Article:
Newsletter from Europe Issue 5/2003
Bashir Khanbhai MEP
(Norfolk and Suffolk)





Despite the many set-backs Eastern Region farmers have suffered in recent times, it is great to see that British agriculture is still thriving.


The Suffolk Show, attended by about 90,000 people, offered an excellent display of farm animals, agricultural produce, farm machinery and rural life. Agricultural businesses in Suffolk continue to make a big contribution to the economic and social life of the County. I am grateful to the Chief Executive, Chris Bushby and my host, for the warm hospitality extended to me.


The East of England Show in Peterborough was also spectacular. Apart from a wide variety of displays, there were musical events suitable for families. I was honoured to meet the Duke of Gloucester, who is a great patron of the Show. Thank you also to the Chief Executive and my host, Steve Harris.


The Norfolk Show also offered the public a good opportunity to see the wide variety of crops grown in East Anglia and the range of food produced by businesses in the Region. Thanks to John Purling, the Chief Executive, and my host Peter Seaman, for their kind invitation and hospitality. 




I am pleased to report that in response to my letter to Commissioner Franz Fischler asking him to consider basing future farming compensation on the growing period 2000-2002, so that fruit and vegetable growers would not be excluded from receiving subsidy (see In Touch Farming 2003) Fischler has said "...should Member States continue to see the problem of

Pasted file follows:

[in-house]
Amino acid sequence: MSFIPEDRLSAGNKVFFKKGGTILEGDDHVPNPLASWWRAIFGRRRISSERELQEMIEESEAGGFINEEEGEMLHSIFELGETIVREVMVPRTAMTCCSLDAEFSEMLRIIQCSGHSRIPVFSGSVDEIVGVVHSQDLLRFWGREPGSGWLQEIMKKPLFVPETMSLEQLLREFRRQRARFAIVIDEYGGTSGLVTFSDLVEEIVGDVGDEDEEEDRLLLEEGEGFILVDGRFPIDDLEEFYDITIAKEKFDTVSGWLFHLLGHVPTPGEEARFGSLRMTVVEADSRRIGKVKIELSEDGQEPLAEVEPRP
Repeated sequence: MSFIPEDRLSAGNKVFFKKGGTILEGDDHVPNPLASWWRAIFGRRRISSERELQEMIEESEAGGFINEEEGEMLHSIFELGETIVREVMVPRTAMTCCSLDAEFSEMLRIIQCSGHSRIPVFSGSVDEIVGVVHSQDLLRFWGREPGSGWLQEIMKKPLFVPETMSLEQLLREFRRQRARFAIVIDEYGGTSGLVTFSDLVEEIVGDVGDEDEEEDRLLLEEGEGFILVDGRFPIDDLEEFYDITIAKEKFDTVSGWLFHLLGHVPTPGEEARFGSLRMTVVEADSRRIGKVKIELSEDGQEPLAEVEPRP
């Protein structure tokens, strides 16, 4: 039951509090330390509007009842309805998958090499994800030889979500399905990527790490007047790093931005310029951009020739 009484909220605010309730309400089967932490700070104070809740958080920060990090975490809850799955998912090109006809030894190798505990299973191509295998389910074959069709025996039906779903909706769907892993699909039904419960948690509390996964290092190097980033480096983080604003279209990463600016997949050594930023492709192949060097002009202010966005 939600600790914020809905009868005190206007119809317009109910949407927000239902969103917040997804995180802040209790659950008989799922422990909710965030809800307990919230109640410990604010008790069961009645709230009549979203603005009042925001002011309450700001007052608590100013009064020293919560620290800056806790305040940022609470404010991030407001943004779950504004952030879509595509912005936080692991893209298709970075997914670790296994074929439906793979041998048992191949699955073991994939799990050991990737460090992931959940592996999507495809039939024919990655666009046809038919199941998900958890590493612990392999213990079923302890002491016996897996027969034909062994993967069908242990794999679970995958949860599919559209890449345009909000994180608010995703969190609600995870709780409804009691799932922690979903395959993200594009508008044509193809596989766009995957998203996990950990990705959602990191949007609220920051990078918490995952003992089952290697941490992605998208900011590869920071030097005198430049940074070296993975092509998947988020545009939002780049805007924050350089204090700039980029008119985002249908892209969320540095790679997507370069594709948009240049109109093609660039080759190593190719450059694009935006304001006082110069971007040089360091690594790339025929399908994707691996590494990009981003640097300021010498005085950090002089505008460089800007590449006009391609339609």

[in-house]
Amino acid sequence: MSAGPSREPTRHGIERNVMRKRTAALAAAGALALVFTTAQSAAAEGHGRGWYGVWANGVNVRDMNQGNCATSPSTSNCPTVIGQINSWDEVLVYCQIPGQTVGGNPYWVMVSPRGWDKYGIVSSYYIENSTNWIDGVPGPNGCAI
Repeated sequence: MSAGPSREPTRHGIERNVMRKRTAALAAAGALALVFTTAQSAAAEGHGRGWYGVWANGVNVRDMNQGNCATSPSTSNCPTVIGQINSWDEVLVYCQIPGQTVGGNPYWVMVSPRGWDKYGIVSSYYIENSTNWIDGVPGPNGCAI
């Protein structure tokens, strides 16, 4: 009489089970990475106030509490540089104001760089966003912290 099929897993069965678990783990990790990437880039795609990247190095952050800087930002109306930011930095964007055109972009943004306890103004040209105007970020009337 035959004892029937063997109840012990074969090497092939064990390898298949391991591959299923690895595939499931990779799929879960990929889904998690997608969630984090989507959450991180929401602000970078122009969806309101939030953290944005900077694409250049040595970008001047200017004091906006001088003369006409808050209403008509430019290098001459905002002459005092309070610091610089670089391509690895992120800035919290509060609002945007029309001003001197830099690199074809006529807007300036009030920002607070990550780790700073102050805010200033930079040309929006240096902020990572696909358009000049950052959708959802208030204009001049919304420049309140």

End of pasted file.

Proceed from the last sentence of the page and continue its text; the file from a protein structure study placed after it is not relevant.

competitive disadvantage for producers of fruit and vegetables as unavoidable, then the possibility of excluding the cultivation of fruit and vegetables from the areas eligible for the Single Payment, would have to reconsidered" .


This is obviously great news for the many fruit and vegetable farmers who have filled my post-bag with complaints that they would have been unfairly disadvantaged by the original MTR proposals for CAP reform.




I hosted and chaired an event at the John Innes Centre, Norwich, to give farmers and members of the general public an opportunity to question a panel of leading experts on the science of GMOs.


The panel was made up of scientists from our academic and research institutions such as the British Society of Plant Breeders, the NFU, Broom's Barn Research Station, the John Innes Centre and the University of Cambridge. The event was attended by over 90 delegates including conventional and organic farmers, environmentalists and members of the public.